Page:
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One of the most enduring myths of modern capitalism is that corporations invest the savings from tax cuts back into their operations, thus creating jobs, expanding the economy, and generating even bigger revenues for governments.
From this perspective, governments should keep slashing corporate taxes, presumably right down to zero. If the tax cuts of recent years continue, that state of nirvana will be reached in twenty years.
An exaggeration? Hardly. In 2000, the combined federal-provincial tax rate was just over 42%. A decade later, this figure has fallen to 28%, and Stephen Harper would cut it to to 25% by fiscal 2013. Do the math yourself.
Of course, zero taxes on corporate profits would ultimately raise (cue sounds of calculators beeping)…. ZERO dollars in government revenues. That leaves Jo Average, the working class taxpayer, footing the entire bill, on top of generating the profits created for the bosses through the exploitation of her labour. There’s obviously something wrong with this picture, unless you happen to be one of our corporate masters.
But you don’t have to be a Marxist to poke holes in the corporate tax cut swindle. Even the Globe and Mail recently reported that “Canadian companies have added tens of billions of dollars to their stockpiles of cash at a time when tax cuts are supposed to be encouraging them to plow more money into their businesses.”
Analyzing Statistics Canada figures, the Globe and Mail found that “the rate of investment in machinery and equipment has declined in lockstep with falling corporate tax rates over the past decade. At the same time, businesses have added $83 billion to their cash reserves since the onset of the recession in 2008.”
During some periods of history, capitalists do invest in expansion of their business operations. As the Globe and Mail argues, “from 1960 until the early 1990s, corporations invested almost every penny of their after‑tax cash flow back into the business.”
This argument omits reference to the resulting growth of the “reserve army of the unemployed.” In their competition for higher profits, capitalists drive up the rate of exploitation of their workforce. Their main tactic is increase the proportion of corporate spending on machinery and equipment, to reduce labour costs. Not surprisingly, the average level of unemployment among Canadian workers rose dramatically during these “golden years.”
Now, the Globe and Mail reports, “investment in equipment and machinery has fallen to 5.5% in 2010 as a share of Canada’s total economic output from 6.8% in 2005 and 7.7% in 2000.”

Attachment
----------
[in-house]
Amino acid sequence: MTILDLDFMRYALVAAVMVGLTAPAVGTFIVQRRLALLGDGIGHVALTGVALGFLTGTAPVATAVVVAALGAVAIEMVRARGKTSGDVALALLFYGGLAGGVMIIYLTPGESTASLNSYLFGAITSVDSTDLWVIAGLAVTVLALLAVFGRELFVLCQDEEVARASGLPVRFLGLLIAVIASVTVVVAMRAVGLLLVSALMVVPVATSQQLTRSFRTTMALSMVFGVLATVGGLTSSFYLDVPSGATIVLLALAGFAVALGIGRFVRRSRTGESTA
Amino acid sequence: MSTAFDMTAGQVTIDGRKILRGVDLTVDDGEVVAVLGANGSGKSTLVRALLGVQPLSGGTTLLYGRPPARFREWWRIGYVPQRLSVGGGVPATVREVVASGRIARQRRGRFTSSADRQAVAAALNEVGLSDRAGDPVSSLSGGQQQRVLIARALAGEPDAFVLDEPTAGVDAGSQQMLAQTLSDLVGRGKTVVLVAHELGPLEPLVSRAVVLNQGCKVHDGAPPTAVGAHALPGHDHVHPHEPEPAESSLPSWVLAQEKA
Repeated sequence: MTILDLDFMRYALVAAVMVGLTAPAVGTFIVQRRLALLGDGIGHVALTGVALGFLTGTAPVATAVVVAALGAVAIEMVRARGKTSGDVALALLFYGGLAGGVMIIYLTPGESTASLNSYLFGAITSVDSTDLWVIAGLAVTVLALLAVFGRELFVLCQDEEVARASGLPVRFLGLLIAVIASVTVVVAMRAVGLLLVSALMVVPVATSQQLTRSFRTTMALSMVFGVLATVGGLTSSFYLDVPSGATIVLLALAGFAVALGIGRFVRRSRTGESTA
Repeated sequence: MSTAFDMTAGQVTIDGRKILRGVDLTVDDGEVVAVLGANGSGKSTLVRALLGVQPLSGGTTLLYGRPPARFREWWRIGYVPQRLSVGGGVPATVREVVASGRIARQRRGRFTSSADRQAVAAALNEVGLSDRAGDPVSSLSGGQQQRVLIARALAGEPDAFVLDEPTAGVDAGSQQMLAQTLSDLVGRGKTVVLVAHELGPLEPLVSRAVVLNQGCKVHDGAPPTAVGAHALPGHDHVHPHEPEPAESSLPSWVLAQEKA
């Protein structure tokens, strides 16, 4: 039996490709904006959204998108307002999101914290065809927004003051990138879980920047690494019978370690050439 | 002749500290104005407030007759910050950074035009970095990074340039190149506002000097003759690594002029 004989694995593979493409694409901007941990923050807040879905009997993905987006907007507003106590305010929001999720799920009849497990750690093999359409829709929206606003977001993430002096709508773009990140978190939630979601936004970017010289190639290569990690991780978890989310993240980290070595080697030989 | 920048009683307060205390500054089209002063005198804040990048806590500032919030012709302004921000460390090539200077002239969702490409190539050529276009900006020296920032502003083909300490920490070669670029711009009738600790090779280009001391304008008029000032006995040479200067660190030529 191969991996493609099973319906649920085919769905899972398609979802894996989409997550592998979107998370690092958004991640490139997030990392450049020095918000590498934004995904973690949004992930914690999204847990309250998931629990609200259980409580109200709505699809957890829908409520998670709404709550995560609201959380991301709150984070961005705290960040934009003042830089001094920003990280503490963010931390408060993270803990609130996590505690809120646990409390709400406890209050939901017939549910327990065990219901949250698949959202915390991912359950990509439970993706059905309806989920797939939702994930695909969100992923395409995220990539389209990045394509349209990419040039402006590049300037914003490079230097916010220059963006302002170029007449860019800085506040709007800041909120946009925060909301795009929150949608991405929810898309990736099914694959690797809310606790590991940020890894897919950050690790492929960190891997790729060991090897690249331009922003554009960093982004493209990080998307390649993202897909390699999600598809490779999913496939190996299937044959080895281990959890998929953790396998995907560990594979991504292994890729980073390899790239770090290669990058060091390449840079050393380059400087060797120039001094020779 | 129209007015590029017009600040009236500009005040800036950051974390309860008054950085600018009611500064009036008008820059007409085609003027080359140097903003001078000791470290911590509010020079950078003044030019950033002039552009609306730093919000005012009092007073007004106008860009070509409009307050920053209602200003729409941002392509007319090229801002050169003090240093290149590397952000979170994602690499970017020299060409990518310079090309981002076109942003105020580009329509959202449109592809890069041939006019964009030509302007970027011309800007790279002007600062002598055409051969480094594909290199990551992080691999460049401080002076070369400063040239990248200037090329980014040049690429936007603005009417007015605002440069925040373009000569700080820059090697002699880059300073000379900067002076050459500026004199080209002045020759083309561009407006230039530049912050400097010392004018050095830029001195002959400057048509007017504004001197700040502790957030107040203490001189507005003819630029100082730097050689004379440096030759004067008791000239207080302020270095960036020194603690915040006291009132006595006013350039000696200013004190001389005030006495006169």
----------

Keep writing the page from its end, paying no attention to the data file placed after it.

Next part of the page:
In other words, tax breaks and handouts to big corporations have failed to live up to the predictions of neoliberal economists and right-wing politicians. The gap between the rich and the working class is at record levels, over 1.5 million Canadians remain unemployed (according to understated official figures), funding for social programs, health and education is under constant attack, and corporate CEOs and shareholders are laughing all the way to the bank.
Need more proof? Another study, released on April 6 by the Canadian Centre for Policy Alternatives, shows that “after a decade of corporate tax cuts, the benefits to Canada’s largest corporations are clear but the job creation payoff for Canadians hasn’t materialized.”
The study tracked 198 companies on the S&P/TSX composite index from 2000 through 2009. Those 198 companies are making 50% more profit and paying 20% less tax than they did a decade ago. But in terms of job creation, “they did not keep up with the average growth of employment in the economy as a whole. From 2005 to 2010, the number of employed Canadians rose 6% while the number of jobs created by the companies in the study grew by only 5%.” (Note: the total population rose 5.5% during those years, so employment gains were minimal, and largely part-time.)
If those 198 companies paid the same tax rate as they had in 2000, federal and provincial governments would have collected an additional $12 billion in revenue in 2009.
The CCPA’s conclusion: “Canadian governments are losing $12 billion a year to 198 of Canada’s biggest companies, who are making 50% more profit and paying 20% less in income tax while creating fewer jobs than the average.”
Our conclusion: the well-being of working people is too important to leave in the hands of profit-hungry corporations. Restoring the federal corporate tax rate 30% – about the levels of a decade ago – would be a good first step to provide governments with the revenue needed to tackle urgent social problems in Canada.